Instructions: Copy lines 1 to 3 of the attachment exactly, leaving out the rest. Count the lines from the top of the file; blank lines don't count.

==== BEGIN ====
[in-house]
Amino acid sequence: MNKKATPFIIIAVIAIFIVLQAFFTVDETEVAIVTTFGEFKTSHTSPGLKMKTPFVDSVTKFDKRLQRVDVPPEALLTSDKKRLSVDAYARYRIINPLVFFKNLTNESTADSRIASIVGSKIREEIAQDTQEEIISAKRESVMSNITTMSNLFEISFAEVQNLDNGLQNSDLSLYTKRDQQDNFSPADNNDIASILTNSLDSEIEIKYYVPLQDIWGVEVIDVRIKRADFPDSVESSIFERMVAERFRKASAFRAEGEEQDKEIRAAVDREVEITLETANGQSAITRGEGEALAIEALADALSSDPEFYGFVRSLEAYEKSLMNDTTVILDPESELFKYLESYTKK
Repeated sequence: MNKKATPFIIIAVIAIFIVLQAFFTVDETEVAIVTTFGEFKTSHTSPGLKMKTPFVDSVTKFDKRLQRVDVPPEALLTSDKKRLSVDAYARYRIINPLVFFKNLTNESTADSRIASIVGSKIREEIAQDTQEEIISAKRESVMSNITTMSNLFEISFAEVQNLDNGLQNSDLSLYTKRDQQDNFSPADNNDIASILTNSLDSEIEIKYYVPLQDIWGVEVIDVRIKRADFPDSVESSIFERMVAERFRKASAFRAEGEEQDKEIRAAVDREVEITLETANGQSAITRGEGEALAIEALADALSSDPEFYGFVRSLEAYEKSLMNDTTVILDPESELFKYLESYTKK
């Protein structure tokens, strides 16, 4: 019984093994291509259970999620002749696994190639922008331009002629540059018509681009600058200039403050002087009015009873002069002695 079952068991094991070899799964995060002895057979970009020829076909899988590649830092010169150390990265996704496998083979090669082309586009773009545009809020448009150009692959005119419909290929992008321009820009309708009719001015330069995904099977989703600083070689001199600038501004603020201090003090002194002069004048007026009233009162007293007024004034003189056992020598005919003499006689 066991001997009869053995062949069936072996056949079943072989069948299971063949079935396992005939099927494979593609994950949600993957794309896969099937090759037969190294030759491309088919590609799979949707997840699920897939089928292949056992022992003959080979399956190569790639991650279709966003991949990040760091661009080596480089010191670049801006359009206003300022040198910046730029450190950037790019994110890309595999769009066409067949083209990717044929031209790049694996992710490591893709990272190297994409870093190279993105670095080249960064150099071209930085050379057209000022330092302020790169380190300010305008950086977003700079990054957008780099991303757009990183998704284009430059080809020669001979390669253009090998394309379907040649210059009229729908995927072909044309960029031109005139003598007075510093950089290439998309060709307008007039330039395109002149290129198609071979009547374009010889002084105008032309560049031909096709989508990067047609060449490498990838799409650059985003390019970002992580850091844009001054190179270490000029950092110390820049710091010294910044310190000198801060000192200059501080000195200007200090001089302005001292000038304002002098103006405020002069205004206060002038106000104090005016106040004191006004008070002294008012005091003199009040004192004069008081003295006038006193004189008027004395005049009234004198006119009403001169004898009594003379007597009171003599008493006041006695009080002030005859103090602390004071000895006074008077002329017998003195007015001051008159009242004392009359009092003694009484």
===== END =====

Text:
[in-house]
Amino acid sequence: MNKKATPFIIIAVIAIFIVLQAFFTVDETEVAIVTTFGEFKTSHTSPGLKMKTPFVDSVTKFDKRLQRVDVPPEALLTSDKKRLSVDAYARYRIINPLVFFKNLTNESTADSRIASIVGSKIREEIAQDTQEEIISAKRESVMSNITTMSNLFEISFAEVQNLDNGLQNSDLSLYTKRDQQDNFSPADNNDIASILTNSLDSEIEIKYYVPLQDIWGVEVIDVRIKRADFPDSVESSIFERMVAERFRKASAFRAEGEEQDKEIRAAVDREVEITLETANGQSAITRGEGEALAIEALADALSSDPEFYGFVRSLEAYEKSLMNDTTVILDPESELFKYLESYTKK
Repeated sequence: MNKKATPFIIIAVIAIFIVLQAFFTVDETEVAIVTTFGEFKTSHTSPGLKMKTPFVDSVTKFDKRLQRVDVPPEALLTSDKKRLSVDAYARYRIINPLVFFKNLTNESTADSRIASIVGSKIREEIAQDTQEEIISAKRESVMSNITTMSNLFEISFAEVQNLDNGLQNSDLSLYTKRDQQDNFSPADNNDIASILTNSLDSEIEIKYYVPLQDIWGVEVIDVRIKRADFPDSVESSIFERMVAERFRKASAFRAEGEEQDKEIRAAVDREVEITLETANGQSAITRGEGEALAIEALADALSSDPEFYGFVRSLEAYEKSLMNDTTVILDPESELFKYLESYTKK